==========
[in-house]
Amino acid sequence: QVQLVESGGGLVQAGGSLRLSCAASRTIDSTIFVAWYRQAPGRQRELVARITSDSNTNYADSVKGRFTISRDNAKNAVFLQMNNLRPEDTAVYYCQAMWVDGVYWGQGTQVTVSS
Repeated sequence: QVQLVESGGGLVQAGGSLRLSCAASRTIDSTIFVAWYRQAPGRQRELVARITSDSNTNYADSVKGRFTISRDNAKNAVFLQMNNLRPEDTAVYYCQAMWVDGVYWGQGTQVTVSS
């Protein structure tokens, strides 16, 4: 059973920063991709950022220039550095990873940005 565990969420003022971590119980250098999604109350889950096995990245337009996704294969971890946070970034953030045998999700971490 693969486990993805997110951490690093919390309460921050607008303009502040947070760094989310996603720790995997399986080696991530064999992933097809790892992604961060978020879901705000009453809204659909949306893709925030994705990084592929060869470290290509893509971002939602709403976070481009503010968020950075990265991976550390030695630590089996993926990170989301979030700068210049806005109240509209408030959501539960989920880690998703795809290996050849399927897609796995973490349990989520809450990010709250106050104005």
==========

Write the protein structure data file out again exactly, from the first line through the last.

[in-house]
Amino acid sequence: QVQLVESGGGLVQAGGSLRLSCAASRTIDSTIFVAWYRQAPGRQRELVARITSDSNTNYADSVKGRFTISRDNAKNAVFLQMNNLRPEDTAVYYCQAMWVDGVYWGQGTQVTVSS
Repeated sequence: QVQLVESGGGLVQAGGSLRLSCAASRTIDSTIFVAWYRQAPGRQRELVARITSDSNTNYADSVKGRFTISRDNAKNAVFLQMNNLRPEDTAVYYCQAMWVDGVYWGQGTQVTVSS
């Protein structure tokens, strides 16, 4: 059973920063991709950022220039550095990873940005 565990969420003022971590119980250098999604109350889950096995990245337009996704294969971890946070970034953030045998999700971490 693969486990993805997110951490690093919390309460921050607008303009502040947070760094989310996603720790995997399986080696991530064999992933097809790892992604961060978020879901705000009453809204659909949306893709925030994705990084592929060869470290290509893509971002939602709403976070481009503010968020950075990265991976550390030695630590089996993926990170989301979030700068210049806005109240509209408030959501539960989920880690998703795809290996050849399927897609796995973490349990989520809450990010709250106050104005």